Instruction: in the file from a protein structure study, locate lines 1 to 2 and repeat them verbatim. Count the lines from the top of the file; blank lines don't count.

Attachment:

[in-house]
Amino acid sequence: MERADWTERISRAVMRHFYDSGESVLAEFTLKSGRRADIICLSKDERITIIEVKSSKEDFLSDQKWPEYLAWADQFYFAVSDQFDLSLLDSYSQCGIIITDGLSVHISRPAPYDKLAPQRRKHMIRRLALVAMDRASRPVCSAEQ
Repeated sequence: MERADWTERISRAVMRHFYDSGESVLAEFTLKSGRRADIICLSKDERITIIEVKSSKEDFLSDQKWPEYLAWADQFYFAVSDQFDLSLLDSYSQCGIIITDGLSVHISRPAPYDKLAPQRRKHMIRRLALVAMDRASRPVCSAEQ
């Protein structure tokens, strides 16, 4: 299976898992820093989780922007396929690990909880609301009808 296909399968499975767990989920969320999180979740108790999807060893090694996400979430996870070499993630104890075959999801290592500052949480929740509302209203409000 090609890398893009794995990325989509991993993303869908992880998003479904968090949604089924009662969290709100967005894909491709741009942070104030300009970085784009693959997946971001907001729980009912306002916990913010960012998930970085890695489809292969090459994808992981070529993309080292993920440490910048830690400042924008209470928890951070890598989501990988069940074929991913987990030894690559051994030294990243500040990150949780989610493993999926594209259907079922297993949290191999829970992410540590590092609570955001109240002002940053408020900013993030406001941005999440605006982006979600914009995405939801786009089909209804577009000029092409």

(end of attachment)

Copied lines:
[in-house]
Amino acid sequence: MERADWTERISRAVMRHFYDSGESVLAEFTLKSGRRADIICLSKDERITIIEVKSSKEDFLSDQKWPEYLAWADQFYFAVSDQFDLSLLDSYSQCGIIITDGLSVHISRPAPYDKLAPQRRKHMIRRLALVAMDRASRPVCSAEQ